In 1974 as a 14-year-old, I spent a week camping on the San Juan Islands in step-father Frank’s 1971 F250 Camper Special. He and my mom took two weeks off from their Seattle Police Department job, and it was my first visit to the area. They were avid campers, and Frank had custom ordered the truck in ’71 for just these sort of excursions. I was told that when they returned from camping, Frank would remove the camper, wash the truck and back it into the double garage next to the camper, ready for the next trip.The truck and camper combination was ideal in the 70’s, an era of looser regulation compliance. During this vacation, I traveled in the camper’s over-cab bunk area, which commanded a great view of what was ahead.
In 1998 the truck was garaged in Seattle until 2007 when Frank died. My mother gifted the truck to me a year later, and I shipped it to near Houston where I live. I used it occasionally during cooler weather, mainly to collect firewood from my bosses pecan farm and for country drives. Ironically, my mom was in our care a few years after I received the truck from her. On occasions, my wife and I would take her for a drive to the pecan farm in that truck that she was so familiar with. She recently passed earlier this year (2019). Prior to 2015 it was garaged, and since then this sentimental heirloom had been undercover at my new house, but not in a shelter.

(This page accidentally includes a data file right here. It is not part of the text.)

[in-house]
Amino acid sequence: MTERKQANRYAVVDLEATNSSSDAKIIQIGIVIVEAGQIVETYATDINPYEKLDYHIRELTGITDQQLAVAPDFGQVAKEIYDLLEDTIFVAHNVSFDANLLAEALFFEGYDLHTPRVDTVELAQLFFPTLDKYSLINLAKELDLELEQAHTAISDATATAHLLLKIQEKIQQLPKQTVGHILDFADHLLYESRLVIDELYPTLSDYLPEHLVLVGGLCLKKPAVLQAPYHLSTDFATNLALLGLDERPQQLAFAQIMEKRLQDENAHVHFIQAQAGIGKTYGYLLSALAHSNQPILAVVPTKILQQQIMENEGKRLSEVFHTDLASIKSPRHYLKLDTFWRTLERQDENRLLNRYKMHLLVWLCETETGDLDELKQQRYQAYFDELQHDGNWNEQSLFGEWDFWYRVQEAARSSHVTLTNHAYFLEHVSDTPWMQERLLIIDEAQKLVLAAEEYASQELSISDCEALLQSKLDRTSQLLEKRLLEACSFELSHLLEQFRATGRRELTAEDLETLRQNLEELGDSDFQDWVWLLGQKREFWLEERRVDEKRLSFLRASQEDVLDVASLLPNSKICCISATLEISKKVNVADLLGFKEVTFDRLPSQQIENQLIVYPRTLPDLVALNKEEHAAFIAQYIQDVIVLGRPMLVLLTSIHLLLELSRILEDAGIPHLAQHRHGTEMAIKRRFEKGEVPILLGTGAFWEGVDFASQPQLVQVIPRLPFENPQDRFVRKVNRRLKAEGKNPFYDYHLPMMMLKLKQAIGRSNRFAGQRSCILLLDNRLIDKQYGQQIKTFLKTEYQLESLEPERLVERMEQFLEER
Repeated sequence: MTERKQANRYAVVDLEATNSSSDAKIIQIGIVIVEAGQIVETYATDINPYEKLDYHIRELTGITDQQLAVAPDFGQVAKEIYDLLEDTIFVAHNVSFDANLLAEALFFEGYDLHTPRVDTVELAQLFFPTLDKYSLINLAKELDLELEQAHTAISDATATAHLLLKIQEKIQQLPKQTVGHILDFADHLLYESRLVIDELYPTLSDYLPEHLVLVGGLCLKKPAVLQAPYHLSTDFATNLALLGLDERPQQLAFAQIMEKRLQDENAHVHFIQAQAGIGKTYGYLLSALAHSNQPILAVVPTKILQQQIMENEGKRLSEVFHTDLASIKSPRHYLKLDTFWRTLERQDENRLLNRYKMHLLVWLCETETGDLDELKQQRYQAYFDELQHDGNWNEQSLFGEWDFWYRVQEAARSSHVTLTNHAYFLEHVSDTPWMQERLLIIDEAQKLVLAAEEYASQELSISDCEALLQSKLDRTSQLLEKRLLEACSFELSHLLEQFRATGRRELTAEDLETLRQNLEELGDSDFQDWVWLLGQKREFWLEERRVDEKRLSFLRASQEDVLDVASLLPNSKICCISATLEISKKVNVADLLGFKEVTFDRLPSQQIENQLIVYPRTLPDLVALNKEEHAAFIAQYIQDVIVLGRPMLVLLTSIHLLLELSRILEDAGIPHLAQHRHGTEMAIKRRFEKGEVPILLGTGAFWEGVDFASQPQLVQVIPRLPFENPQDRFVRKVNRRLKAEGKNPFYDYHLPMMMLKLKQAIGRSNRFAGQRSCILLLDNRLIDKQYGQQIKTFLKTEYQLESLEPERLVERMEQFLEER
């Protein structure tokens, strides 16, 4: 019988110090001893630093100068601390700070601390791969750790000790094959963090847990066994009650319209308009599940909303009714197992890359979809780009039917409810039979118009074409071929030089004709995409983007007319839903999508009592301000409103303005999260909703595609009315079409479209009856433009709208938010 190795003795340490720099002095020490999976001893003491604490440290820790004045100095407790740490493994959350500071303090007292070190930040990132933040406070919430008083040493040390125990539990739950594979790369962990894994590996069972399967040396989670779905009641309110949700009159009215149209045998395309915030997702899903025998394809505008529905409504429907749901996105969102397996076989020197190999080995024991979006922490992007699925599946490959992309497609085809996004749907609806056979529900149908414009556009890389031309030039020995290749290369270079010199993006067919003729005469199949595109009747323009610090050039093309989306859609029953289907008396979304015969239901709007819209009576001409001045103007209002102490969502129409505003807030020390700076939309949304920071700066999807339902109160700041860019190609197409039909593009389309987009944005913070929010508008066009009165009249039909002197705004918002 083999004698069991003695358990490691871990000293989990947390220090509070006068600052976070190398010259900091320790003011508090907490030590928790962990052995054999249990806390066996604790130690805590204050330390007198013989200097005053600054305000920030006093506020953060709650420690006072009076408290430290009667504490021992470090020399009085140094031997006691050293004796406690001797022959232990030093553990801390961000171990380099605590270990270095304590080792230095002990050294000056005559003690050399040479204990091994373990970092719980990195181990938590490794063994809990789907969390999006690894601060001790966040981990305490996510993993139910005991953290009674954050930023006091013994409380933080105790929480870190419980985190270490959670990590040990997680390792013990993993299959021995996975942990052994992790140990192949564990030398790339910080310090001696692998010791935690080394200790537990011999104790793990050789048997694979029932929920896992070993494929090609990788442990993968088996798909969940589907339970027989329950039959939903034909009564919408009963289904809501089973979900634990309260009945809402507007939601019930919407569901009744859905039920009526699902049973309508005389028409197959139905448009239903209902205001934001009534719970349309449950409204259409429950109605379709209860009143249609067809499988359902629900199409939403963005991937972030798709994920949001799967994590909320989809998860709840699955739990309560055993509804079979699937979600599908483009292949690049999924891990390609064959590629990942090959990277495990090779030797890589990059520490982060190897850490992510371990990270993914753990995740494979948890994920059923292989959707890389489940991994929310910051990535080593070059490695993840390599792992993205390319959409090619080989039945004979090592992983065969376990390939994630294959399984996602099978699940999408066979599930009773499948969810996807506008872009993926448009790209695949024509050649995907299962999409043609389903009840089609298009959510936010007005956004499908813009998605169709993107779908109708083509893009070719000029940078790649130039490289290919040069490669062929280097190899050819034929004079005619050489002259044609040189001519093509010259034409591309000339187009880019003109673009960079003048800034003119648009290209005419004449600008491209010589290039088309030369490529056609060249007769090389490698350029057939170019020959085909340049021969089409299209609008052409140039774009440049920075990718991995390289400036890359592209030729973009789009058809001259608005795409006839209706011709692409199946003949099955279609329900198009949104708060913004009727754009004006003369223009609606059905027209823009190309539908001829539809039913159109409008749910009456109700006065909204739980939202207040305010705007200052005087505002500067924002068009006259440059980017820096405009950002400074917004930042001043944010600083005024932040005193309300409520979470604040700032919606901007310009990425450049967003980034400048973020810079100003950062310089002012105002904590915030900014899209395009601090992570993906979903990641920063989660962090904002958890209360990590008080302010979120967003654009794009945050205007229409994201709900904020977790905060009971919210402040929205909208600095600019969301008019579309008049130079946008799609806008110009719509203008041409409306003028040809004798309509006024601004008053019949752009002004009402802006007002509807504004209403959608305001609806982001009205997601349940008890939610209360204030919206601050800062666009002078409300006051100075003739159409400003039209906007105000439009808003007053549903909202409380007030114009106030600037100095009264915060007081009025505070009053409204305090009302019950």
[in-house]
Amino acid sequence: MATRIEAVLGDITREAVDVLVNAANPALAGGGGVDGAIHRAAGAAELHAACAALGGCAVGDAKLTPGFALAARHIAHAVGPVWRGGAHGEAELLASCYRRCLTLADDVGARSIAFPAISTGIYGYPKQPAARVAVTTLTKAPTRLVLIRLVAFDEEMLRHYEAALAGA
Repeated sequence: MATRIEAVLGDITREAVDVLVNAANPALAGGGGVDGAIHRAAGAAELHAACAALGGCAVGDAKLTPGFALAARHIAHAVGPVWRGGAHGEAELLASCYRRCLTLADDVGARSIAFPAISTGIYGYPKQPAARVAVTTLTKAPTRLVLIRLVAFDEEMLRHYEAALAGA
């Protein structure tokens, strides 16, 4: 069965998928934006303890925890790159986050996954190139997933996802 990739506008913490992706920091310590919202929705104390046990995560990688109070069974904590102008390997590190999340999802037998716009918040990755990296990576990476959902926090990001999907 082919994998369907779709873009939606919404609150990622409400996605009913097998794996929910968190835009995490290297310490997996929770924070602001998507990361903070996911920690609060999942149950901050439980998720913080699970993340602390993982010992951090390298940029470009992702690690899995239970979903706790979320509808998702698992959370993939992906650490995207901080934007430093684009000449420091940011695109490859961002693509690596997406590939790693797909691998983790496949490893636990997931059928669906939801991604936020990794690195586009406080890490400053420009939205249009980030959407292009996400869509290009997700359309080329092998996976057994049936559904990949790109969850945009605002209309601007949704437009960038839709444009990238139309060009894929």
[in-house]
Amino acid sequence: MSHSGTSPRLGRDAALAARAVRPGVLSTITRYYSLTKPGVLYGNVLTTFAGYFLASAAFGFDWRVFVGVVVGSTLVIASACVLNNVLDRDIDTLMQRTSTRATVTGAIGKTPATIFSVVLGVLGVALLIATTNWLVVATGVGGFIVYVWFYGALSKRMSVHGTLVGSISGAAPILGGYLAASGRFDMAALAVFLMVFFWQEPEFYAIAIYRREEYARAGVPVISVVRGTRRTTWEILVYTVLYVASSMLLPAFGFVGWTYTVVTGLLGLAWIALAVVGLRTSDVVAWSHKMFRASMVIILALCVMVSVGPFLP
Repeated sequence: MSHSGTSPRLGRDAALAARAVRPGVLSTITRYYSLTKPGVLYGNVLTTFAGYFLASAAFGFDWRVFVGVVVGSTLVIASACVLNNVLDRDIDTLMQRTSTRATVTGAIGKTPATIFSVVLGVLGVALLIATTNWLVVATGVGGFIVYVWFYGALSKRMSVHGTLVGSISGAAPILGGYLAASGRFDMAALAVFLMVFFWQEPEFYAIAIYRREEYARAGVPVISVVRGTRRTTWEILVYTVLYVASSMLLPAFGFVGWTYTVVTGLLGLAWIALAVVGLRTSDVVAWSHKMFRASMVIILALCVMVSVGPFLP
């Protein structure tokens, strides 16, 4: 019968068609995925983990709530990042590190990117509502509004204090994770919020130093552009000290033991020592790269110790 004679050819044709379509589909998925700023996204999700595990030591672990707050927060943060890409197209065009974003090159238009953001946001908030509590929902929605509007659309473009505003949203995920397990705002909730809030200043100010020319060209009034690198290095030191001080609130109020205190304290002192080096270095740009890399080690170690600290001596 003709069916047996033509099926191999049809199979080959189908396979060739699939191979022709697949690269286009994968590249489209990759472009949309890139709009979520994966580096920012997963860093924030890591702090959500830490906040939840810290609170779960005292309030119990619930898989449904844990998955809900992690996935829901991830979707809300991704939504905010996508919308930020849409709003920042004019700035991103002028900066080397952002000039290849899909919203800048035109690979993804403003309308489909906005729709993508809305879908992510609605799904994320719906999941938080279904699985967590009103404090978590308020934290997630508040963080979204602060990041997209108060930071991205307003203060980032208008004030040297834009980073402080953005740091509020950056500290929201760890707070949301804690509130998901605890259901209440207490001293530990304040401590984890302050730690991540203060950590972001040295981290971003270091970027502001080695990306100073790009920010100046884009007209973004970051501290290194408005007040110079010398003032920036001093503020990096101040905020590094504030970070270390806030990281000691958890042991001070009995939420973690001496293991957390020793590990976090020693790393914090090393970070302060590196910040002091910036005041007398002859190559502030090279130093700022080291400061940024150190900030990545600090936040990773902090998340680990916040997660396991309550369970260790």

I recently sold my truck. The money was used to help fund a custody battle for my grandson–a trade I’d make on any day. The buyer has a history with older Ford trucks and recognized that this near 50-year old truck is still as solid as ever.
Truck features: long bed (3/4-ton); dual gas tanks; dual batteries (one removed); extendable heavy-duty rear bumper (a rare option), cab-side running boards; factory air conditioning (disconnected in ’73 because of the oil crisis… required condenser, hoses, etc.); paired 3-arm western side mirrors; under-hood ammo storage box; Camper Special rectangular metal emblems; two-bracket tie-downs per side; wired for CB; + more. Rebuilt 360 automatic engine (approx 1995) has 34k miles. Original split rims and dog bowl hubcaps recently replaced with American Racer wheels; original rims and hubcaps on hand. Original documentation includes: Owner’s manual, Automobile Order and Dealer Warranty, Registration Certificate and Tonnage License, Loan Agreement and receipt for payment, and dealer ‘thank you’ letter for purchase.
Grandson Camden happy at home
New owner completes transfer at Anderson, Texas (photo permission received)
At near 50 years old, F250 still a workhorse hauling firewood
Very clean inside
An American icon